With growing public and political dissatisfaction of the bailout spending, Obama announced on Wednesday his plans to impose a $500,000 salary cap for corporate executives benefiting from the bailout.
Though this is a deliberate interference of government policy in corporate America, few doubt the necessity of this intervention. Not only has the irresponsible spending of senior executive lead to their own downfall, they are now asking taxpayers to help them back up. Even the top Republican on the Senate Banking Committee, Sen. Richard Shelby agrees with Obama’s actions stating, “In ordinary situations where the taxpayers’ money is not involved, we shouldn’t set executive pay, but where you’ve got federal money involved, taxpayers’ money involved, TARP money involved, and the way they have spent it, with no accountability, is getting close to being criminal.”
Normally, such measures as government imposed salary caps would seem like an infringement upon capitalism, but when taxpayer’s money is being used for corporate bailouts, special circumstances and rules must be enforced. Obama assures his stance stating “This is America. We don’t disparage wealth. We don’t begrudge anybody for achieving success, but what gets people upset and rightfully so, are executives being rewarded for failure. Especially when those rewards are subsidized by U.S. taxpayers.”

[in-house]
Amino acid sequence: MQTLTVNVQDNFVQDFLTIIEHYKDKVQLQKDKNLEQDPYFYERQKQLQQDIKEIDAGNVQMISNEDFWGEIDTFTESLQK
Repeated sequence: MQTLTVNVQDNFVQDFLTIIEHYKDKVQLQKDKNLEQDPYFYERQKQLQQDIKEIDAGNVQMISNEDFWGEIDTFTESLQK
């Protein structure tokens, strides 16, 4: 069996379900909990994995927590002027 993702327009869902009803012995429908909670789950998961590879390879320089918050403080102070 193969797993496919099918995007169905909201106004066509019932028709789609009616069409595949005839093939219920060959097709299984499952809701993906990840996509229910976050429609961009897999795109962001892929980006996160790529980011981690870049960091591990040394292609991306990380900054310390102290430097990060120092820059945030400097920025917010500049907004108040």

Unfortunately, the weight of many of the corporate mistakes is falling hardest on middle/lower class America. In a press conference with President Obama, Secretary of Treasury Timothy Geithner empathized, stating “There is a deep sense across the country that those who were not … responsible for this crisis are bearing a greater burden than those who were.”
This government intervention into corporate America marks only the first step in the new regulations. Other proposed rule include…
• Requiring top executives at financial institutions to hold stock for several years before they can cash out.
• Requiring nonbinding “say on pay” resolutions (gives shareholders more say on executive compensation.)
• A Treasury-sponsored conference on a long-term overhaul of executive compensation.